Evaluation of disinfecting procedures for aseptic transfer in hospital pharmacy departments.

Current practice in National Health Service (NHS) hospitals employs 70% Industrial Methylated Spirit spray for surface disinfection of components required in Grade A pharmaceutical environments. This study seeks to investigate other agents and procedures that may provide more effective sanitisation. Several methods are available to test the efficacy of disinfectants against vegetative organisms. However, no methods currently available test the efficacy of disinfectants against spores on the hard surfaces encountered in the pharmacy aseptic processing environment. Therefore, a method has been developed to test the efficacy of disinfectants against spores, modified from British Standard 13697 and Association of Analytical Chemists standards. The testing procedure was used to evaluate alternative biocides and disinfection methods for transferring components into hospital pharmacy cleanrooms, and to determine which combinations of biocide and application method have the greatest efficacy against spores of Bacillus subtilis subspecies subtilis 168, Bacillus subtilis American Type Culture Collection (ATCC) 6633, and Bacillus pumilis ATCC 27142. Stainless steel carrier test plates were used to represent the hard surfaces in hospital pharmacy cleanrooms. Plates were inoculated with 10(7)-10(8) colony-forming units per milliliter (CFU/mL) and treated with the various biocide formulations, using different disinfection methods. Sporicidal activity was calculated as log reduction in CFU. Of the biocides tested, 6% hydrogen peroxide and a quaternary ammonium compound/chlorine dioxide combination were most effective compared to a Quat/biguanide, amphoteric surfactant, 70% v/v ethanol in deionised water and isopropyl alcohol in water for injection. Of the different application methods tested, spraying followed by wiping was the most effective, followed closely by wiping alone. Spraying alone was least effective.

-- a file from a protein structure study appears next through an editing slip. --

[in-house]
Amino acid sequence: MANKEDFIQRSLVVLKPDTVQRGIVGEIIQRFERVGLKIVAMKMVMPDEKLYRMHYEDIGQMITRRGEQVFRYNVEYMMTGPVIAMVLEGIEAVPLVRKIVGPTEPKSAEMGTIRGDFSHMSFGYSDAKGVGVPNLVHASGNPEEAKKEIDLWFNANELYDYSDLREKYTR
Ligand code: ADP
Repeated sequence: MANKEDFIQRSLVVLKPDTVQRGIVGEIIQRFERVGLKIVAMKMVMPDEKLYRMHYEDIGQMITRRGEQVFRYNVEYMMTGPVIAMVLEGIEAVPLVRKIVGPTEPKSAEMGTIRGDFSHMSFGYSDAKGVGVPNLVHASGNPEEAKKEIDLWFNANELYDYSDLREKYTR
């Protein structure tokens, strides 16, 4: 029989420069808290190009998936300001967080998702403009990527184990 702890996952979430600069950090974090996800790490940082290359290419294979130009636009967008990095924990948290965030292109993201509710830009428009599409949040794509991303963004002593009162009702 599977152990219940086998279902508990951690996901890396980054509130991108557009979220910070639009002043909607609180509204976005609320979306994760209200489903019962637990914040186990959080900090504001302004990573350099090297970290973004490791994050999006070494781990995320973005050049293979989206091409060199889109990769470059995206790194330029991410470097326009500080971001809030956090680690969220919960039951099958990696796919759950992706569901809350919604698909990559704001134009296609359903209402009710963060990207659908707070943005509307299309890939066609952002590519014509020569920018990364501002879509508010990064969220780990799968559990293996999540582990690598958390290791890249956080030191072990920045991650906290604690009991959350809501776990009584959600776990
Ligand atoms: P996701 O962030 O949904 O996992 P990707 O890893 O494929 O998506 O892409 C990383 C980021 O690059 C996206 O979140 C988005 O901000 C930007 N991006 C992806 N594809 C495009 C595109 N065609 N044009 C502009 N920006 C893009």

http://www.ncbi.nlm.nih.gov/pubmed/19634351

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